Research support for this article was provided by the Investigative Fund at The Nation Institute.
Last July, a group called the Coalition for Competition in Media wrote a letter to two key House subcommittee chairs on Capitol Hill, pleading for help in stopping the then-pending $30 billion megamerger of Comcast and NBC Universal. The group identified itself as “a coalition of public interest organizations, unions, small and minority media companies and independent programmers,” and said the merger was “fundamentally threatening to the public interest.” That may well have been a sound contention, and any reader might have thought the letter—part of an extensive PR and lobbying campaign—was distributed by a grassroots consumer organization. The letter was signed by the members of the coalition, including the media conglomerate Bloomberg LP. What the letter did not say is that Bloomberg LP was the driving force behind the PR campaign, and the Coalition for Competition in Media was conceived, funded and staffed by lobbyists for New York City Mayor Michael Bloomberg’s $7 billion-per-year media company.
At the same time that Bloomberg, the politician, seeks a stage larger than City Hall—helping, for example, to found the political group “No Labels” late last year, and imploring national Democrats and Republicans to put aside party politics—his business empire continues to expand aggressively as well. Though Bloomberg doesn’t run the day-to-day affairs of Bloomberg LP, he still owns almost all the shares, handpicks the firm’s managers, talks with them as much as he feels he needs to, and therefore imposes his own will on the firm when he likes. (New York’s ineffectual Conflicts of Interest Board limited but never fully defined the mayor’s role at the company he founded: the board allows him to “maintain the type of involvement that he believes is consistent with his being the majority shareholder.”) A spokesman for Mayor Bloomberg declined to comment for this article.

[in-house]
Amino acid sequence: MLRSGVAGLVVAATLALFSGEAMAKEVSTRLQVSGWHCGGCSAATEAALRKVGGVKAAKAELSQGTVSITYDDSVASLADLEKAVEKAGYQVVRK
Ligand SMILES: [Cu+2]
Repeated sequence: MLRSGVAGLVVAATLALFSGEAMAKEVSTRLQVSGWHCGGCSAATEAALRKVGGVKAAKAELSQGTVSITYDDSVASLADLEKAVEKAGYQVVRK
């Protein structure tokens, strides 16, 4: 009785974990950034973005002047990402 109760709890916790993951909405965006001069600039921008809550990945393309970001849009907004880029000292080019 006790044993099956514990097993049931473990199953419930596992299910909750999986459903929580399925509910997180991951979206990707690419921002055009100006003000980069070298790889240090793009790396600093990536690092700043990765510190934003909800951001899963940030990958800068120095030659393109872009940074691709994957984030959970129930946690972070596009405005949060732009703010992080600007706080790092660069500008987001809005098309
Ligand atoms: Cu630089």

Given Bloomberg’s push for a national platform, any intersections between his corporation’s interests and the government warrant scrutiny. And Bloomberg LP runs an effective and sophisticated lobbying shop to promote the firm’s interests with federal agencies and Congress. It’s striking how, in a fully synergistic Bloomberg style, a news organization, a financial information company and a team of lobbyists often seem to be working in smooth concert.
This process was on vivid display as Bloomberg LP faced the prospect of the Comcast-NBC merger. A postmortem of the company’s vigorous efforts to protect its interests in response to that challenge reveals the ease with which the Bloomberg empire navigates and manipulates Washington.
From the beginning, Bloomberg executives saw potential problems as well as exceptional opportunities in the Comcast-NBC deal, a massive merger of a huge cable and Internet company with a TV network, which sought Federal Communications Commission approval. To understand the stakes for Bloomberg LP in this deal requires a quick behind-the-scenes glimpse at the company and how it functions.
Almost all of Bloomberg LP’s $7 billion yearly revenue still comes from the Bloomberg terminals—the desktop software with floods of financial data that is ubiquitous in Wall Street firms, despite its $20,000-a-year price tag. “Eight-seven percent of the company’s revenue is [Bloomberg] terminal revenue,” says Douglas Taylor, who follows the company and the financial data industry for Burton Taylor International Consulting.